From our Correspondent

“Spring” at Ashwell by Jeanette Pearce

Just a few days before the equinox and the clocks about to go forward – it should have been nearly spring. But why did the garden look a funny colour? Are Devon gardens meant to be covered 20cm deep with fluffy white stuff in mid-March? So much for my list of 20 things to do in the garden before the end of March.

At least I had the comfort of knowing that when I could get through to Newton Abbot, early March’s pruning and clearing efforts in a corner of Ashwell’s front garden, filling four builder’s dumpy bags, would only take two car trips to the recycling dump. Yes, I know I could shred and compost them – but hauling large and heavy bags up steps, gravel paths and slopes to the top of the garden is now beyond me.
Anyway, the compost bins will soon be full of shredded vine prunings from three months ago, when it stops raining.

Some plants are amazingly resilient – the hellebores below saw heavy snow twice in two weeks, but look at them today …

Despite the snow, the camellias are having a good spring and really brighten a dull day. The tête à tête daffodils outside our kitchen window were flattened but sprang up again, unlike some of their taller cousins which broke off or were eaten by slugs under the snow (isn’t cold weather meant to kill them off?).

I love these little daffodils. They spring up, multiply and produce more flowers year after year and bring such a bright splash of colour at the same time as the primroses. Maybe some will still be flowering for the Spring Show on 7 April.

Over winter, more vine posts in our vineyard needed replacing than usual – ten broke at ground level when one of September’s storms struck the vines in full leaf and before the grapes were harvested.
They are a solid 10 cm diameter, three per row, which gives some idea of the weight of the vines breaking them off. In January, as usual, I severely pruned and tied down our 200 or so vines and spent many happy hours digging dandelions, couch grass and creeping buttercups out of the 26 vine beds. This will save work later on, as hoeing will deal with the annual weeds. The view and the changing light made the chilblains worthwhile – probably. This is what the vineyard looked like in the snow – the first time we’ve seen the snow gather on top of the vines.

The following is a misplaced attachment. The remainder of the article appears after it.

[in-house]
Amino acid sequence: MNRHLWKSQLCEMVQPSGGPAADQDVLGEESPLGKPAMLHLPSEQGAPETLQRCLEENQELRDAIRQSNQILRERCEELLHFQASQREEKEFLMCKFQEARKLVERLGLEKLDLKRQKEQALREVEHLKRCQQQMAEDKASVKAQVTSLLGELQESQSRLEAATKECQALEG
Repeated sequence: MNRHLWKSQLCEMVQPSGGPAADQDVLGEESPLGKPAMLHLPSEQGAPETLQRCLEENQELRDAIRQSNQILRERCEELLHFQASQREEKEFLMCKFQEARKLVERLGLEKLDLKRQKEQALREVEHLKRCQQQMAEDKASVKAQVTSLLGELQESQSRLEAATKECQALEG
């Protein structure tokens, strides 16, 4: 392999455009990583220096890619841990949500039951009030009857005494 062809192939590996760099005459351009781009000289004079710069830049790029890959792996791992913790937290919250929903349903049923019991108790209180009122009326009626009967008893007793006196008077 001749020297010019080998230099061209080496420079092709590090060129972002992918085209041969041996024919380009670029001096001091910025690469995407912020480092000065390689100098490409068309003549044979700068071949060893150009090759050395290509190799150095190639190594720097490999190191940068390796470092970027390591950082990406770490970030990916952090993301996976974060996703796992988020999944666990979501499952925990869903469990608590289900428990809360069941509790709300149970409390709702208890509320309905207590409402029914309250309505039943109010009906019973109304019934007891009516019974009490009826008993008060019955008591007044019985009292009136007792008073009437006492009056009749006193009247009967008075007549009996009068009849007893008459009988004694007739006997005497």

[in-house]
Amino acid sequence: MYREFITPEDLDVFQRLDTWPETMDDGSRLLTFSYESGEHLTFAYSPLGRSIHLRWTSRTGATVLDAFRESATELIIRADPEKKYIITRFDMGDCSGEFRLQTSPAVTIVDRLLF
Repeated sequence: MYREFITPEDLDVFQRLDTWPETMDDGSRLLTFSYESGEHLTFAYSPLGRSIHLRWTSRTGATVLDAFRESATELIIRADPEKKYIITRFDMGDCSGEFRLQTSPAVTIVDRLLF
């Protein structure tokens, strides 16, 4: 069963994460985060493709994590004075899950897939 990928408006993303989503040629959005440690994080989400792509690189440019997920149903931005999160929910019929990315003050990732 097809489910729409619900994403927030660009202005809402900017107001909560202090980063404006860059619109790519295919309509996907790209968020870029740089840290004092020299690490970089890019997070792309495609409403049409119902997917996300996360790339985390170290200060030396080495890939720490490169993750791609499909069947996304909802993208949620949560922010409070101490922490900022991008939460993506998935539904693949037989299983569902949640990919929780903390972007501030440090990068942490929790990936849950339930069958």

Most of this year’s planned annuals – from saved seed – have now sprouted in brown plastic mushroom containers in various places in the house. Cosmos came up in three days, followed by rudbeckia, lobelia and petunia. Saved green nicotiana seeds have done well, while last year’s bought packet of mixed nicotiana has produced two seedlings. Moral, save your own seeds – it costs nothing (a fellow garden club member gave me her surplus green nicotiana seedlings last year, so this year’s are their offspring). Before long, I’ll wish I had fewer seedlings to prick out, but the plants seem to be easily absorbed in our many flower beds and pots, and neighbours benefit too.
I always sow too many saved tomato seeds – moneymaker, marmande, black brandy wine and ivory egg (the last two are heritage varieties I first bought as plants at Knightshayes five years ago) – but at least I can choose the strongest plants or give some away. Last year provided a valuable lesson about saving squash seeds, which I have done successfully for years, particularly for Winter Festival.

My revised advice is “Don’t”, unless you are certain that no bees have flown between different varieties. In 2016 little buffy ball and crown prince decided to get together without letting me know. The result was some small, conical beige squash – pretty, but sour and totally inedible. Always buy fresh squash seed …

The second early potatoes are still chitting in egg boxes in the utility room, wondering why they are so cold. ‘Jazzy’ certainly deserves planting again, as it keeps very well, has tasty yellow waxy flesh and we are only just finishing last year’s crop. My first-ever supply of Jazzy came from a discounted supermarket bag. As well as being cheap ‘seed potatoes’, they did very well. We are about to eat our last pumpkin but the large white onions – some with stalks wrapped in raffia after entering last August’s show – are still going strong.
The red cabbage and calabrese seedlings will soon be moved from the greenhouse to the autumn-composted and recently blood, fish and boned brassica bed for this year. The nets will go over them immediately, as the local wood pigeons are voracious. No ‘hungry gap’ yet, as cavolo nero, purple broccoli and leeks continue to flourish in the veggie plot. But my succession plan never seems to work properly, as the potatoes should go in the current brassica bed by mid-April.

Last year’s apples will provide a few more puds if mixed with blackcurrants or damsons, while frozen greengages, raspberries, gooseberries and rhubarb will last longer still. We are very lucky to have found so much soft fruit in the garden when we moved here in 2012. That reminds me – now it has stopped raining for a couple of hours, I must move some raspberry canes which have come up several feet from the rest.

I have to keep the acre of garden in at least a semblance of good order because, like seven other gardens in Bovey Tracey, we’ll again be opening for the National Garden Scheme on 14-15 July. Gardeners are quite comforted by seeing a certain amount of chaos in other people’s gardens, but there are limits! You can pick up the Devon gardens NGS booklet at the Information Centre. Come and see us then.